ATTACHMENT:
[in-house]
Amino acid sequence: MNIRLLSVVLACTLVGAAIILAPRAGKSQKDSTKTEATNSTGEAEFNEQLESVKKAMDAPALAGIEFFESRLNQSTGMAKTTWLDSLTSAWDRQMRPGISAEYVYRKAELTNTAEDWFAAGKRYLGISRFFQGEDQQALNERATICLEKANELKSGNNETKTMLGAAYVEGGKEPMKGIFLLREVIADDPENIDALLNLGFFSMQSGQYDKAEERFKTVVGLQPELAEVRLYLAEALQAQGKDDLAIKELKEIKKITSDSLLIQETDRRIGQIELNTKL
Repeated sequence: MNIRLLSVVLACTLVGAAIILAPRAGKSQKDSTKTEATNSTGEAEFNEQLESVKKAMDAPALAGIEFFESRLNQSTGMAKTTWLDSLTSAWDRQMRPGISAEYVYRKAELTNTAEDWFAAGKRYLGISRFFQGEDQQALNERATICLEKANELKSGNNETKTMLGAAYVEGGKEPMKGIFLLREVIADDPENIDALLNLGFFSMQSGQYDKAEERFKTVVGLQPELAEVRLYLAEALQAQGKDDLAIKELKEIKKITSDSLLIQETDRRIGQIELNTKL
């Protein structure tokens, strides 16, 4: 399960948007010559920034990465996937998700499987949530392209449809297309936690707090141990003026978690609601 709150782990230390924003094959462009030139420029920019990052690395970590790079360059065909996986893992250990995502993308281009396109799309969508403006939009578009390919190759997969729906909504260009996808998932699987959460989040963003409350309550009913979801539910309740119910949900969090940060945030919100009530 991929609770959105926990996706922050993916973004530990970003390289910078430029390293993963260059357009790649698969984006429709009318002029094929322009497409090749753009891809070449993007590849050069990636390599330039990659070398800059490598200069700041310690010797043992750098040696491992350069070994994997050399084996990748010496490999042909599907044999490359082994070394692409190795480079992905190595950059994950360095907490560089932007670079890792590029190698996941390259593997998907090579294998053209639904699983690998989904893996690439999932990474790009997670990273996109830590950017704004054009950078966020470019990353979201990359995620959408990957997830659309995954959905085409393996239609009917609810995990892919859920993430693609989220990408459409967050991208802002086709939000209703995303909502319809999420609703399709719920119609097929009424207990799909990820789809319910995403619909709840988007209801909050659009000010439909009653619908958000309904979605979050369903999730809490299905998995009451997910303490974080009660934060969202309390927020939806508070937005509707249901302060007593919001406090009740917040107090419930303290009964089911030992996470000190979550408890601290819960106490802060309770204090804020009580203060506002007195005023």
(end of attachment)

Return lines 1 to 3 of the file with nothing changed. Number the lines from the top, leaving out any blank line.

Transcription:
[in-house]
Amino acid sequence: MNIRLLSVVLACTLVGAAIILAPRAGKSQKDSTKTEATNSTGEAEFNEQLESVKKAMDAPALAGIEFFESRLNQSTGMAKTTWLDSLTSAWDRQMRPGISAEYVYRKAELTNTAEDWFAAGKRYLGISRFFQGEDQQALNERATICLEKANELKSGNNETKTMLGAAYVEGGKEPMKGIFLLREVIADDPENIDALLNLGFFSMQSGQYDKAEERFKTVVGLQPELAEVRLYLAEALQAQGKDDLAIKELKEIKKITSDSLLIQETDRRIGQIELNTKL
Repeated sequence: MNIRLLSVVLACTLVGAAIILAPRAGKSQKDSTKTEATNSTGEAEFNEQLESVKKAMDAPALAGIEFFESRLNQSTGMAKTTWLDSLTSAWDRQMRPGISAEYVYRKAELTNTAEDWFAAGKRYLGISRFFQGEDQQALNERATICLEKANELKSGNNETKTMLGAAYVEGGKEPMKGIFLLREVIADDPENIDALLNLGFFSMQSGQYDKAEERFKTVVGLQPELAEVRLYLAEALQAQGKDDLAIKELKEIKKITSDSLLIQETDRRIGQIELNTKL